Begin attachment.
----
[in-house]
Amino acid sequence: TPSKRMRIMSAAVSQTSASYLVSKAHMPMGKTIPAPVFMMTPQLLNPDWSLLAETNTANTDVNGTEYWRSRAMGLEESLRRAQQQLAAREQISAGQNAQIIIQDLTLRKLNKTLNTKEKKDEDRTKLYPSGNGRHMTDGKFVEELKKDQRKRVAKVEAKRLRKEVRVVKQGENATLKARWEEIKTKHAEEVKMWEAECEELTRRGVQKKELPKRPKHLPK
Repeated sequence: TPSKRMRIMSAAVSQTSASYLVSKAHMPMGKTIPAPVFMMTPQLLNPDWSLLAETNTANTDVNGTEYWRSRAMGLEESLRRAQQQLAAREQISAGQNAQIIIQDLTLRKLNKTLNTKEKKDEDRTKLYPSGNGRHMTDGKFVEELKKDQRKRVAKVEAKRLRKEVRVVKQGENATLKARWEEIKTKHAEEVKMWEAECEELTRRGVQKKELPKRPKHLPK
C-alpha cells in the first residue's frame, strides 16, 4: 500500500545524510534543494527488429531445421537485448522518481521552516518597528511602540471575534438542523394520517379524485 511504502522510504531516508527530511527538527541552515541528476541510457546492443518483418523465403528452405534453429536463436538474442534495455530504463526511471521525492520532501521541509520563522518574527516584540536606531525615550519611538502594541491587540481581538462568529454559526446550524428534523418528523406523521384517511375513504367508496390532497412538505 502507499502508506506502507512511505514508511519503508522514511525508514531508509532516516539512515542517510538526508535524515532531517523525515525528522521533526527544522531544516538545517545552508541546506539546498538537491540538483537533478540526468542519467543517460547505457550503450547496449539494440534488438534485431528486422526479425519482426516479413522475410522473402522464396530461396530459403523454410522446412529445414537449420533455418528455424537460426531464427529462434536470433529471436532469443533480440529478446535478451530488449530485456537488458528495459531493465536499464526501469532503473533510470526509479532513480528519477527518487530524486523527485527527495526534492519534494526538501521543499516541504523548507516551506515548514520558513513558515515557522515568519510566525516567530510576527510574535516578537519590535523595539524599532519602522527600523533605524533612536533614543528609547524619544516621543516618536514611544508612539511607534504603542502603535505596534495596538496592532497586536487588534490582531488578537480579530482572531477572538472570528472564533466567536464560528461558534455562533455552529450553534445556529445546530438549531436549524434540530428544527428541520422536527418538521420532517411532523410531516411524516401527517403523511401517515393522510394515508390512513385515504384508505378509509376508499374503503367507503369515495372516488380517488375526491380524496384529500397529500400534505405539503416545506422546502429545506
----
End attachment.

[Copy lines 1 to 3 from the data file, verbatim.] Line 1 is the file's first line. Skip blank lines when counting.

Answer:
[in-house]
Amino acid sequence: TPSKRMRIMSAAVSQTSASYLVSKAHMPMGKTIPAPVFMMTPQLLNPDWSLLAETNTANTDVNGTEYWRSRAMGLEESLRRAQQQLAAREQISAGQNAQIIIQDLTLRKLNKTLNTKEKKDEDRTKLYPSGNGRHMTDGKFVEELKKDQRKRVAKVEAKRLRKEVRVVKQGENATLKARWEEIKTKHAEEVKMWEAECEELTRRGVQKKELPKRPKHLPK
Repeated sequence: TPSKRMRIMSAAVSQTSASYLVSKAHMPMGKTIPAPVFMMTPQLLNPDWSLLAETNTANTDVNGTEYWRSRAMGLEESLRRAQQQLAAREQISAGQNAQIIIQDLTLRKLNKTLNTKEKKDEDRTKLYPSGNGRHMTDGKFVEELKKDQRKRVAKVEAKRLRKEVRVVKQGENATLKARWEEIKTKHAEEVKMWEAECEELTRRGVQKKELPKRPKHLPK